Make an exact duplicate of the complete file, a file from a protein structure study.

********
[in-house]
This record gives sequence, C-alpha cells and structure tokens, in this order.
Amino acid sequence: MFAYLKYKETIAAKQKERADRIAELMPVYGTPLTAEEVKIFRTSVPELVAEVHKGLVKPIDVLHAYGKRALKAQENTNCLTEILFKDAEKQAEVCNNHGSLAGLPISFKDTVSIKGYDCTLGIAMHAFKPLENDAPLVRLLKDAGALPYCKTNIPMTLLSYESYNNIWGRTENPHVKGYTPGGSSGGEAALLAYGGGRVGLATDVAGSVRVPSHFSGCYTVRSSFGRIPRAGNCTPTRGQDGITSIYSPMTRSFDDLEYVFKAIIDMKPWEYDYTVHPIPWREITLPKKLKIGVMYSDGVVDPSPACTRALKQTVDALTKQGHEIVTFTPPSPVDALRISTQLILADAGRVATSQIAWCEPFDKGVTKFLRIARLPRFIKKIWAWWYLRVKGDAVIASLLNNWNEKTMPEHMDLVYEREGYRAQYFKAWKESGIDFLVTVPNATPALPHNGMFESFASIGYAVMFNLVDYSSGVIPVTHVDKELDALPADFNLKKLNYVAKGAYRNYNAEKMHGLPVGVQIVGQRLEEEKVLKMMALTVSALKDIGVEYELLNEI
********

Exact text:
[in-house]
This record gives sequence, C-alpha cells and structure tokens, in this order.
Amino acid sequence: MFAYLKYKETIAAKQKERADRIAELMPVYGTPLTAEEVKIFRTSVPELVAEVHKGLVKPIDVLHAYGKRALKAQENTNCLTEILFKDAEKQAEVCNNHGSLAGLPISFKDTVSIKGYDCTLGIAMHAFKPLENDAPLVRLLKDAGALPYCKTNIPMTLLSYESYNNIWGRTENPHVKGYTPGGSSGGEAALLAYGGGRVGLATDVAGSVRVPSHFSGCYTVRSSFGRIPRAGNCTPTRGQDGITSIYSPMTRSFDDLEYVFKAIIDMKPWEYDYTVHPIPWREITLPKKLKIGVMYSDGVVDPSPACTRALKQTVDALTKQGHEIVTFTPPSPVDALRISTQLILADAGRVATSQIAWCEPFDKGVTKFLRIARLPRFIKKIWAWWYLRVKGDAVIASLLNNWNEKTMPEHMDLVYEREGYRAQYFKAWKESGIDFLVTVPNATPALPHNGMFESFASIGYAVMFNLVDYSSGVIPVTHVDKELDALPADFNLKKLNYVAKGAYRNYNAEKMHGLPVGVQIVGQRLEEEKVLKMMALTVSALKDIGVEYELLNEI